Japanese folklore music, After listening to her voice,
I figured we could maybe try something interesting. Originally, "Minyo" is only sung with one voice. I tried to make it a choir, then we listened to it with Mr. Oshii
and found it was good. At the time,
we would have never heard that kind of thing before. With Mr.Oshii,
we were a little worried whether we could pull this off. We still found that it sounded good
so we pursued in that direction. However, on screening day, nobody could clearly say whether they liked it or not. We didn't know what to do… Finally, the first time the soundtrack was acclaimed
was in France. I was attending an event in France, where people came to congratulate me on my work for "Ghost in the Shell". I was surprised because it was a first for me,
but I was so happy I still remember it to this day. As I compose all my music here in Shinagawa,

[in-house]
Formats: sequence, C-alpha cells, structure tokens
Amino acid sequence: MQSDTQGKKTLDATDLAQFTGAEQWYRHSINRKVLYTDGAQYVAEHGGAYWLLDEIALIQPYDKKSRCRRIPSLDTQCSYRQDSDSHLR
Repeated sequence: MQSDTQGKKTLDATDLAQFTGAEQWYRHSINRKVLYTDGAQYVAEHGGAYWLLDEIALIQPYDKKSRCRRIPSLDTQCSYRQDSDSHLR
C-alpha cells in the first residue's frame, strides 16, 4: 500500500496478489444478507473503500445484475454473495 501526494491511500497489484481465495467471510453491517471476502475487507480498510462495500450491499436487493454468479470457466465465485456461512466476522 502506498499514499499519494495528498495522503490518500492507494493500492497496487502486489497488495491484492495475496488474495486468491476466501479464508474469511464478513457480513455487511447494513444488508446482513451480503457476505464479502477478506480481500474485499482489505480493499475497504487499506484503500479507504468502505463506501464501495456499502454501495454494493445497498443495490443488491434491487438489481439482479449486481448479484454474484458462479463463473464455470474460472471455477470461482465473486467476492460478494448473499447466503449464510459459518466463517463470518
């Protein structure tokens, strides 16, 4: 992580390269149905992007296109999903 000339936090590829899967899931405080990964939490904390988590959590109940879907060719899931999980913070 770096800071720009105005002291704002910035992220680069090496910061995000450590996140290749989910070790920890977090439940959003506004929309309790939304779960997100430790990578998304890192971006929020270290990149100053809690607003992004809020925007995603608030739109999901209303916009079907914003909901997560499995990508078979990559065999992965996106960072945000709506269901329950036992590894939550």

in a very local environment, I find it hard to realize that people from other countries listen to my music. I am very touched that people from all over the world listen and watch my work. The expression I would like to teach is: "Ichigo Ichi-e". ("Treasure every meeting, for it only occurs once.") This expression means: "When we meet someone, even the first time, something will happen, that person can introduce us things,
have an influence on us.". During my career,
I got the chance to meet with many people. Each person I met was important. All these people I met